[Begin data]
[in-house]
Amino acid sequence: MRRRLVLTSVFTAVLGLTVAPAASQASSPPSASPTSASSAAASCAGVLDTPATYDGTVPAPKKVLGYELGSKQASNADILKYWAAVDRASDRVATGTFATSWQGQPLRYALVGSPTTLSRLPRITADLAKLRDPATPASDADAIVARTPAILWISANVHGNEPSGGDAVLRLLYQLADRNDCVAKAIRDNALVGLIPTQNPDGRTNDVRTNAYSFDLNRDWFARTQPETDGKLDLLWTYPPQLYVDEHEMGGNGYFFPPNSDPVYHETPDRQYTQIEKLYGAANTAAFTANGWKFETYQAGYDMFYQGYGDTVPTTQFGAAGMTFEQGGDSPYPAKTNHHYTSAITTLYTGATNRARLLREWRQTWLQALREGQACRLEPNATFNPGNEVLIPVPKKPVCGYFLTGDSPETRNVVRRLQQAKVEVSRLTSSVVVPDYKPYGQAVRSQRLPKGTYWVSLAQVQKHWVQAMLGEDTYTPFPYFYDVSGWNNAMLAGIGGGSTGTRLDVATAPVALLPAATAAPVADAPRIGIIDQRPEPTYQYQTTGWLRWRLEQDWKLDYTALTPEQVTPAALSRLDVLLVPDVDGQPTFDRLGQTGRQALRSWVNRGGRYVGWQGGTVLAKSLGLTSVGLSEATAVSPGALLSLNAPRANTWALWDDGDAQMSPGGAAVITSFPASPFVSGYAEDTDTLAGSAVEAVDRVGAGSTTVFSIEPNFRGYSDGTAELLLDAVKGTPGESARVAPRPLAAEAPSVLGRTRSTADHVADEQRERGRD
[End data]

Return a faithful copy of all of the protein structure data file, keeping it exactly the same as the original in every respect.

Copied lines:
[in-house]
Amino acid sequence: MRRRLVLTSVFTAVLGLTVAPAASQASSPPSASPTSASSAAASCAGVLDTPATYDGTVPAPKKVLGYELGSKQASNADILKYWAAVDRASDRVATGTFATSWQGQPLRYALVGSPTTLSRLPRITADLAKLRDPATPASDADAIVARTPAILWISANVHGNEPSGGDAVLRLLYQLADRNDCVAKAIRDNALVGLIPTQNPDGRTNDVRTNAYSFDLNRDWFARTQPETDGKLDLLWTYPPQLYVDEHEMGGNGYFFPPNSDPVYHETPDRQYTQIEKLYGAANTAAFTANGWKFETYQAGYDMFYQGYGDTVPTTQFGAAGMTFEQGGDSPYPAKTNHHYTSAITTLYTGATNRARLLREWRQTWLQALREGQACRLEPNATFNPGNEVLIPVPKKPVCGYFLTGDSPETRNVVRRLQQAKVEVSRLTSSVVVPDYKPYGQAVRSQRLPKGTYWVSLAQVQKHWVQAMLGEDTYTPFPYFYDVSGWNNAMLAGIGGGSTGTRLDVATAPVALLPAATAAPVADAPRIGIIDQRPEPTYQYQTTGWLRWRLEQDWKLDYTALTPEQVTPAALSRLDVLLVPDVDGQPTFDRLGQTGRQALRSWVNRGGRYVGWQGGTVLAKSLGLTSVGLSEATAVSPGALLSLNAPRANTWALWDDGDAQMSPGGAAVITSFPASPFVSGYAEDTDTLAGSAVEAVDRVGAGSTTVFSIEPNFRGYSDGTAELLLDAVKGTPGESARVAPRPLAAEAPSVLGRTRSTADHVADEQRERGRD